Street Car Extensions and a Columbia Heights Building Boom (1902)
I came across a great advertisement for plots in Columbia Heights. It dates back from July 20th, 1902. A few obvious differences that stick out: Georgia Ave. was named Brightwood Avenue, Irving St. was named Kenesaw St., Park Rd. east of 14th St. was named Whitney Ave.
Here is some of the advertisement (paraphrased because it’s quite long).
The 11th street car line (double track) will soon be extended to Holmead Manor, one square south of North Columbia Heights. On the strength of this important street car line extension over $500,000 worth of houses have been erected or are under course of construction adjacent to 11th street extended, and as much more will be expended in the immediate future.
Don’t think $500,000 is something to laugh at. That was quite a fair bit of money and houses in Columbia Heights costs between $2,000 to $5,000 on average to build, so half a million dollars is maybe around 150 homes.
The same building boom is also beginning on the line of 16th street extended. Quite a number of handsome houses are now under construction on the line of this new thoroughfare. These houses are being erected and hundreds of others will follow solely on account of the plans to immediately extend the Connecticut avenue car line east on Columbia road and north on 16th street extended to Mount Pleasant. What effect will the extension of these two important double track street car lines have on real estate values at North Columbia Heights? This means the expenditure of at least five million in new houses on or adjacent to these two important thoroughfares in the next year or so. This means a demand for more ground, and North Columbia Heights comes next. Remember Old Columbia Heights, Holmead Manor, and Mount Pleasant made millions in profits for those who had the foresight to buy the ground in advance of the city improvements and with the advantages of only one car line (14th street). North Columbia Heights will have three car lines–11th, 14th, and 16th streets. You can, therefore, look for much quicker results and higher values in North Columbia Heights.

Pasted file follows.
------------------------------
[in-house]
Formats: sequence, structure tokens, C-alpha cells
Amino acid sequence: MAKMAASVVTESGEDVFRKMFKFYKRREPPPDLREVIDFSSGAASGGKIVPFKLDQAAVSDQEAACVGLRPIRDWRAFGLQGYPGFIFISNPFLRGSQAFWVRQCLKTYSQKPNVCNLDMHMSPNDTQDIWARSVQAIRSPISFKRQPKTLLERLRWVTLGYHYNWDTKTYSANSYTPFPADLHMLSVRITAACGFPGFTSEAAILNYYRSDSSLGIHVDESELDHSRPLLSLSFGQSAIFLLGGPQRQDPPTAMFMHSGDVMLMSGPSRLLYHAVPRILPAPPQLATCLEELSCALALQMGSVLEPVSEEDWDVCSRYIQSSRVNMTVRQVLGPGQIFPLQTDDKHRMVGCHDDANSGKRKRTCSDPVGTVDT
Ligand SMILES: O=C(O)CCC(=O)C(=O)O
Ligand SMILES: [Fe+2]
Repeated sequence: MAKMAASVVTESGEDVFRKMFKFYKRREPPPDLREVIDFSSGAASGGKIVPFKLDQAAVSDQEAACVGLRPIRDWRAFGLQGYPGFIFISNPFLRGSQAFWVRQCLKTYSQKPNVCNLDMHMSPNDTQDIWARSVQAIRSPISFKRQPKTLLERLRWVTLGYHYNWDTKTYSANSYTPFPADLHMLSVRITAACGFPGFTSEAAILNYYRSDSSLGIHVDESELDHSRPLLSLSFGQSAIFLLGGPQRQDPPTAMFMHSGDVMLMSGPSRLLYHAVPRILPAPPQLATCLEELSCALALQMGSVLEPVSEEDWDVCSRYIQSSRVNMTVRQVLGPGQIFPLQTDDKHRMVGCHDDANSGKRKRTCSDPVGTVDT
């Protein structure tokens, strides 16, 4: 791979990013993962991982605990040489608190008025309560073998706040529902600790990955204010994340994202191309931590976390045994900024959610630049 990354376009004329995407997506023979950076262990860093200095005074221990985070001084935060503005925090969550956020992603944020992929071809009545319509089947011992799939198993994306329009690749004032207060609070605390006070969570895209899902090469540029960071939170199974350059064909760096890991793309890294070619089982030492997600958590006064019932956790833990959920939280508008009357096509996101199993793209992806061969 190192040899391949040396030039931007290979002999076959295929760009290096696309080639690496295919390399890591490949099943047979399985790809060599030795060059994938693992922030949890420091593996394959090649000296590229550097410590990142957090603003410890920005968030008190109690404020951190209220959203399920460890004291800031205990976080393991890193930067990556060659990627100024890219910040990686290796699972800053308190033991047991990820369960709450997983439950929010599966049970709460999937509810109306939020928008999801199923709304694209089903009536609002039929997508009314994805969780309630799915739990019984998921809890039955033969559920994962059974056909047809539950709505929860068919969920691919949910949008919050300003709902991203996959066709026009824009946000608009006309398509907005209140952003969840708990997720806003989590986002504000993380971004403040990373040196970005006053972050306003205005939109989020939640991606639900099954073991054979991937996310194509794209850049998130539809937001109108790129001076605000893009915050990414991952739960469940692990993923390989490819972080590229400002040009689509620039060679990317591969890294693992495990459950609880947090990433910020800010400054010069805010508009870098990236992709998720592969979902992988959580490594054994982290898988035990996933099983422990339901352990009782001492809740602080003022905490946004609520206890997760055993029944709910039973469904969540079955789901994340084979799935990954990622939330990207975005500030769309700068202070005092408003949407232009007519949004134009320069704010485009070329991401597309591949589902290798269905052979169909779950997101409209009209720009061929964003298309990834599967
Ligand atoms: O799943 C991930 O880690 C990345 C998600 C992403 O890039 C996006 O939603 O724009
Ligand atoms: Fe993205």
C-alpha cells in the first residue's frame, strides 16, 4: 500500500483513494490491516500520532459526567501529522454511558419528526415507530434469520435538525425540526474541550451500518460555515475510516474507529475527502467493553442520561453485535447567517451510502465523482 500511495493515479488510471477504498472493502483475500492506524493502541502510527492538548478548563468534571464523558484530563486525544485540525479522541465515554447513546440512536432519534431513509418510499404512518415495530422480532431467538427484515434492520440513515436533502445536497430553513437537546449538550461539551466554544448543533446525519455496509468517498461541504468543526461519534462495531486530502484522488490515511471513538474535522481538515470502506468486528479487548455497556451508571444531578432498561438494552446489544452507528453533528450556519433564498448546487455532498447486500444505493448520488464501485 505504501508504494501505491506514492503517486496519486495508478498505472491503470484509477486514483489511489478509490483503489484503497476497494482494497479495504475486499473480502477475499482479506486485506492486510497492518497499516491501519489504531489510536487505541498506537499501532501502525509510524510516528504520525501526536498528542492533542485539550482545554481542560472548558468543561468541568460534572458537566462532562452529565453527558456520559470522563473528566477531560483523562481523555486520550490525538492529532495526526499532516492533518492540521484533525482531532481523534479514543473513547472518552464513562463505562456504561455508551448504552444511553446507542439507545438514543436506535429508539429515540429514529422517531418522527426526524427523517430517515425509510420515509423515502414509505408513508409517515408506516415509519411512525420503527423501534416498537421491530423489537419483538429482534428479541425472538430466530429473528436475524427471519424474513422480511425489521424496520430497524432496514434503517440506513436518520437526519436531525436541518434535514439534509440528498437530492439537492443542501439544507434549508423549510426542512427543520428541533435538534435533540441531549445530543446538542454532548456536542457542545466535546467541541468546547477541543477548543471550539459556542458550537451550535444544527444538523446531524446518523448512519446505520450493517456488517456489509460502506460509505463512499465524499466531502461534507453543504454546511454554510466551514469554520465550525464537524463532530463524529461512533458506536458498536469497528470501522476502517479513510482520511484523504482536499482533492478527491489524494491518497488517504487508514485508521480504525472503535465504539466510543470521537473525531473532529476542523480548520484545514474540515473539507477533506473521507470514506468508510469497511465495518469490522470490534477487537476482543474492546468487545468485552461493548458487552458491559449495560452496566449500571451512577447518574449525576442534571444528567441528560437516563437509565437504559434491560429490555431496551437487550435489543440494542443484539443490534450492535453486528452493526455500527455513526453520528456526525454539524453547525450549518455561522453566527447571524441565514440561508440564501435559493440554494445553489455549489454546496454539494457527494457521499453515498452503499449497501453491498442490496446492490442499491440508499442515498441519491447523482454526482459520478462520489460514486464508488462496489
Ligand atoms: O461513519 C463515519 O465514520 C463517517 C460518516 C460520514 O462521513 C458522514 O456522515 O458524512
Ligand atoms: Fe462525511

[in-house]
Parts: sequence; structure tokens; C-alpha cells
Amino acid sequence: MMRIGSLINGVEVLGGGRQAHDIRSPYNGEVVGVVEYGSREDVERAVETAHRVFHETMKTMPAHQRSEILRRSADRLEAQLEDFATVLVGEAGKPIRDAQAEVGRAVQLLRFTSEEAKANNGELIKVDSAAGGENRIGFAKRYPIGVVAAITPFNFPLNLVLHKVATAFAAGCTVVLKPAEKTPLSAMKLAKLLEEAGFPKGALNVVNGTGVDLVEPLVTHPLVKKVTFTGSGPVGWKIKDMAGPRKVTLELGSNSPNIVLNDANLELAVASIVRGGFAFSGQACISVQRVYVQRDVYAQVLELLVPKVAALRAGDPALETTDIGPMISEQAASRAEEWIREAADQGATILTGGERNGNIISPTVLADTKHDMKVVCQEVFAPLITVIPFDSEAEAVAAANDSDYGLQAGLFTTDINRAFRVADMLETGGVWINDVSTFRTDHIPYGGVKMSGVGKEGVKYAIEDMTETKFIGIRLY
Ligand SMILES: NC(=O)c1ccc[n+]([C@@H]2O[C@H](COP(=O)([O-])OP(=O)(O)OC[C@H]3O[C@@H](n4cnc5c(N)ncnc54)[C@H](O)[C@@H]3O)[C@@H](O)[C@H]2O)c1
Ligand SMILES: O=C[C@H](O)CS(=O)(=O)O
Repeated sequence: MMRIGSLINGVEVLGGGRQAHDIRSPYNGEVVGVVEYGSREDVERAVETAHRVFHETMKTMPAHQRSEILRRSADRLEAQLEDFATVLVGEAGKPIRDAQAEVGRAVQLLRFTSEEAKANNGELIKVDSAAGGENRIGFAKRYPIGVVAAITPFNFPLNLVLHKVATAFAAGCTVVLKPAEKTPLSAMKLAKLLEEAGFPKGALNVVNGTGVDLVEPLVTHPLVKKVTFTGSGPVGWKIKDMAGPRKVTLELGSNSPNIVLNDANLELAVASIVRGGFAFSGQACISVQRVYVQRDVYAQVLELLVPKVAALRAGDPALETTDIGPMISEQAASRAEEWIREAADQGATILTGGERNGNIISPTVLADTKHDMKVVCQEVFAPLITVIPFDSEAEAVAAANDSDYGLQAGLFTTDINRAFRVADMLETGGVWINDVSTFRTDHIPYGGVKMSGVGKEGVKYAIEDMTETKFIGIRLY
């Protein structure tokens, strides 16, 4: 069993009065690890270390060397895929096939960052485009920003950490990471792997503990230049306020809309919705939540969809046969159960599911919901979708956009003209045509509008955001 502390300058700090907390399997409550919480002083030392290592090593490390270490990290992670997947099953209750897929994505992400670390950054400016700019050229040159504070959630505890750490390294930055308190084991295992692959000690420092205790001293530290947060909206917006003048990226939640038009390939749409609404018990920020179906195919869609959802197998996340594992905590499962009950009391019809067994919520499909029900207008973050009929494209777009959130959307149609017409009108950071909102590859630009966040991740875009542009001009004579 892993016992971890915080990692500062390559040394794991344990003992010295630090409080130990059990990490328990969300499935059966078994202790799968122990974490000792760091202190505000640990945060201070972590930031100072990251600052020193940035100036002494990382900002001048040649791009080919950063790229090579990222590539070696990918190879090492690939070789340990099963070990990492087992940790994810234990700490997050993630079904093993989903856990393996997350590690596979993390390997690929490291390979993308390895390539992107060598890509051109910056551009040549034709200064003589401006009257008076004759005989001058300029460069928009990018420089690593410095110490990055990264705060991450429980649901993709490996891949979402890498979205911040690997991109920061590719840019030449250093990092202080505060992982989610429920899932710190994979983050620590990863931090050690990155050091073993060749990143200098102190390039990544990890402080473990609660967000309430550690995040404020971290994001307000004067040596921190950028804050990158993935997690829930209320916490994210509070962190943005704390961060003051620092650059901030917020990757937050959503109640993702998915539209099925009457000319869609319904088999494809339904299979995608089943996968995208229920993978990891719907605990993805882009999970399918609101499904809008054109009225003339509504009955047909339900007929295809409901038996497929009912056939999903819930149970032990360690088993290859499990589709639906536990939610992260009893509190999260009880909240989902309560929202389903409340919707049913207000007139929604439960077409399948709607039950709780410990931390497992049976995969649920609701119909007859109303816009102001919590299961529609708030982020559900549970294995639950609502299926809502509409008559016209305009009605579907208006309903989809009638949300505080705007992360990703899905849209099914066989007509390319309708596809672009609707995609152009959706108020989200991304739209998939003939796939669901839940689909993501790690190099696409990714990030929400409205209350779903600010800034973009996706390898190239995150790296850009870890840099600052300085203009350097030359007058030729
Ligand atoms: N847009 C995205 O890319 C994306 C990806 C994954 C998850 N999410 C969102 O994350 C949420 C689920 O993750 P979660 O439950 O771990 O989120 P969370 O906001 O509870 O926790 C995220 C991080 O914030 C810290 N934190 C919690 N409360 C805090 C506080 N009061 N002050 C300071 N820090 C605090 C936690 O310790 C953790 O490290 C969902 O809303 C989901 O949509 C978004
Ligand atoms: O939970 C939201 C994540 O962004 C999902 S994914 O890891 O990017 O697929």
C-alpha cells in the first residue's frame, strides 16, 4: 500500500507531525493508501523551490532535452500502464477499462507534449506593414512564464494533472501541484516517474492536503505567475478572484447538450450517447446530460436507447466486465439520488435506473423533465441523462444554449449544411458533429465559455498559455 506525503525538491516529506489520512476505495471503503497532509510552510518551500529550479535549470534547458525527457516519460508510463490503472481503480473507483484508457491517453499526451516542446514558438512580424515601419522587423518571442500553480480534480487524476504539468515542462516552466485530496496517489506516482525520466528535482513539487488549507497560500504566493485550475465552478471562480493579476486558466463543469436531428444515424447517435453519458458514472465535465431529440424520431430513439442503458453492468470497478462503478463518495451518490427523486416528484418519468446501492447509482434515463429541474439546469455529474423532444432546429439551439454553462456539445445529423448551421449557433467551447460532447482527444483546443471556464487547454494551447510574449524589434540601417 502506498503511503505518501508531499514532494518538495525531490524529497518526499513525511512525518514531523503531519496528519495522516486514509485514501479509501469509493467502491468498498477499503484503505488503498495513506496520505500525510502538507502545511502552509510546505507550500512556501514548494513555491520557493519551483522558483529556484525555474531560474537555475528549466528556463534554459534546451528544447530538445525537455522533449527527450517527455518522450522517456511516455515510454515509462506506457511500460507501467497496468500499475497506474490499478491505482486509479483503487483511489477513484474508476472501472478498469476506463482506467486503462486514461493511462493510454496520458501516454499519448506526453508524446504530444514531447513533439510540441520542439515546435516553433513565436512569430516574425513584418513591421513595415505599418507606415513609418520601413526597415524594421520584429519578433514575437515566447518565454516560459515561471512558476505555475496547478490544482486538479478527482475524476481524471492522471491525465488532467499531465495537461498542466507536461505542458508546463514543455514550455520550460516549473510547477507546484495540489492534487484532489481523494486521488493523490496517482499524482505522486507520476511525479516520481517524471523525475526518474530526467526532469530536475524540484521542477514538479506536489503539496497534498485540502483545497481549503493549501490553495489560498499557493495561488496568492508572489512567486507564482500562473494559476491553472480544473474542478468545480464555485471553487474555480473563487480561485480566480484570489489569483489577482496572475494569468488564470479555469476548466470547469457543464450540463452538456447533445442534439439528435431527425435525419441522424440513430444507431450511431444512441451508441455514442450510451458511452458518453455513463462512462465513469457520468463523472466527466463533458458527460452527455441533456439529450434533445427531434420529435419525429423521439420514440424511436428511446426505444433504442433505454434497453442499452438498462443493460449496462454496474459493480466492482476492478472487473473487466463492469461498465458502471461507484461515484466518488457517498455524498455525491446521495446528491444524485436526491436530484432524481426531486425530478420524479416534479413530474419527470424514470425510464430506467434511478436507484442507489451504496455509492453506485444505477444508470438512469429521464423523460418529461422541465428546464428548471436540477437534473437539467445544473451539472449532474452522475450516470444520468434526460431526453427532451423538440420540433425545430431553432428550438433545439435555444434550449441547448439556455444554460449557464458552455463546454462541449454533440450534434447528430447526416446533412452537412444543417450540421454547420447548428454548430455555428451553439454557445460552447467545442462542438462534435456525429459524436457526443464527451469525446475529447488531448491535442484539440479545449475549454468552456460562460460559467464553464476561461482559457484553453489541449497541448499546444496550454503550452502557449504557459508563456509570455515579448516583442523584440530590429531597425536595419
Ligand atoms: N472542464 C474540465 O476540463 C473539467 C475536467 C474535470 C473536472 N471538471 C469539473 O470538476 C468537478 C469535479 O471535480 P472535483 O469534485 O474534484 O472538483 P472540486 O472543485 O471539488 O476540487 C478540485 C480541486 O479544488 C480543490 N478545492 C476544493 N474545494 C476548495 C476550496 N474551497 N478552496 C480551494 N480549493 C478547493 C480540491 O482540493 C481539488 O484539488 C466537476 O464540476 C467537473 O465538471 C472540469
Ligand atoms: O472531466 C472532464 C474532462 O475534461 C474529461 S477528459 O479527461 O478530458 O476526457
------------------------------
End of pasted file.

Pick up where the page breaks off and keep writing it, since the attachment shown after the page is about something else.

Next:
An expenditure of five million dollars is somewhere north of $150 million in todays dollars. That’s a serious real estate boom.
It is a well-known fact that the thermometer registers 14 degrees cooler in the summer in our vicinity than the downtown districts. This means pure air, refreshing sleep, and a good appetite, which are absolutely necessary if you wish to enjoy perfect health. It means a comfortable summer home, as well as a winter home, within 18 minutes of the Treasury Department.
Ask any physician where to live in Washington and they will say on the heights, in the northwest, is the healthiest section of the city as it is far above the malarial districts.
Pure air, refreshing sleep and a good appetite? Are you laughing at that like I am? Although I do have a pretty good appetite when I go to Chipotle in Columbia Heights.
$50 to $100 cash and $15 to $20 monthly on each lot, or one-third cash, balance 1, 2, and 3 years. 5 per cent. Off for cash.
Money loaned to build at lowest rates of interest.
Carriages free to see the property.
You will regret it if you invest in government bonds, stocks, or real estate elsewhere without first seeing our investment and comparing it with what others are offering you.
Sounds like this Fulton R. Gordon gentleman was a major real estate player in D.C. around the turn of the century. I suspect that a number of your reading this post live in or near the highlighted section of the above map, so Fulton had a lot of impact on the house in which you are currently living.
- Perils of a Columbia Heights Fire Run (1900) (ghostsofdc.org)
- If Walls Could Talk: Big Bear Cafe (ghostsofdc.org)
- Nick Altrock: A Columbia Heights Major Leaguer (ghostsofdc.org)
- What Happened to the Electric Car? Buy a Rauch & Lang Coupe (1909) (ghostsofdc.org)